Wildebeests travel in large groups, though some smaller herds do remain nomadic. Male wildebeests will often stand on a mound, watching over the herd and on the look-out for predators. When a predator is spotted, they use loud, deep calling sounds to alert the herd.
Once an alarm call is heard, the wildebeests begin to stamp and gather. In a chase they can run at a speed of up to 80 km per hour. Their large numbers are their greatest defense, herds can consist of some 500 wildebeests at their largest. Stampeding wildebeests are hard to hunt and getting caught in the force of a stampede could be dangerous for a predator.
Where do wildebeests eat?
Wildebeests migrate long distances to find food. The annual rainfall patterns set their migration course through the savannas and grasslands of Africa. They need to follow the rain as the short grasses they feed on don’t grow in dry and arid conditions.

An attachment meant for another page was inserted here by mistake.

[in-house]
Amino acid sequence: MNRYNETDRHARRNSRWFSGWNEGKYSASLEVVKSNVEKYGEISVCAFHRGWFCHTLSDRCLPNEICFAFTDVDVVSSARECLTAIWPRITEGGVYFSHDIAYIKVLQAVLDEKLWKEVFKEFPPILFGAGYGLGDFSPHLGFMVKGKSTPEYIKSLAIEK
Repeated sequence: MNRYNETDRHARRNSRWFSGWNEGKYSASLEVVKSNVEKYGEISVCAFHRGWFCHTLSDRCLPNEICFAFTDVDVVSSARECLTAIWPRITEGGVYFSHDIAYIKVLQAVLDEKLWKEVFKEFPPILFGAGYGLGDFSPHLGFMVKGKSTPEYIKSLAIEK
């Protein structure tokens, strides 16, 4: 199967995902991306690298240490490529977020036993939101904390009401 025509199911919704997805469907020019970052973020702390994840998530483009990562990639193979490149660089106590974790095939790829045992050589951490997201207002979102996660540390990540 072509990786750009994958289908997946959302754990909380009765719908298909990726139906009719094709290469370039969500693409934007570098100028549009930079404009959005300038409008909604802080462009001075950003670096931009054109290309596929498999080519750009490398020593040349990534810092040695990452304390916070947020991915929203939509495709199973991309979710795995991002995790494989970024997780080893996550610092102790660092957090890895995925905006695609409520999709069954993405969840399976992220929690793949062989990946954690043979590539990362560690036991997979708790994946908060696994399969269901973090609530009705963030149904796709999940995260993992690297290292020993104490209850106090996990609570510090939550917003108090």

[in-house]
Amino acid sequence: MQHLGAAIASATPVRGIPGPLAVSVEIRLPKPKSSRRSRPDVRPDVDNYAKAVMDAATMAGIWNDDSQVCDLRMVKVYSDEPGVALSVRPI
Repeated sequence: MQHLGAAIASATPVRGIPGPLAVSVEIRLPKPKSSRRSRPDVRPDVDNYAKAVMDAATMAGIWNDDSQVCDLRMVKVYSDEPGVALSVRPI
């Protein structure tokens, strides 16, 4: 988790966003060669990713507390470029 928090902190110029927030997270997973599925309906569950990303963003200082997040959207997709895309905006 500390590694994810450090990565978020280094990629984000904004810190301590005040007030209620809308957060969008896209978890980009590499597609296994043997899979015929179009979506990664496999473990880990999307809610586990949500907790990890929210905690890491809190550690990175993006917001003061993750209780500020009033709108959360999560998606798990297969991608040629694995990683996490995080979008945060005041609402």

Their nomadic lifestyle allows them to forage all year, finding the nutrients they need to reproduce and rear their calves. They also need to be close to water reserves, which dry up during the dry season, leaving them vulnerable to dehydration and death. By moving to areas with wetter conditions they avoid this.
They migrate most in the months of May and June, covering distances between 500 and 1000 miles. Wildebeests move in large herds that are joined by other migrating species like zebras, other antelopes, elephants, and giraffes. Aggregations of up to 1.5 million migrating herbivores are seen in the African Serengeti each year.
What do wildebeest eat in captivity?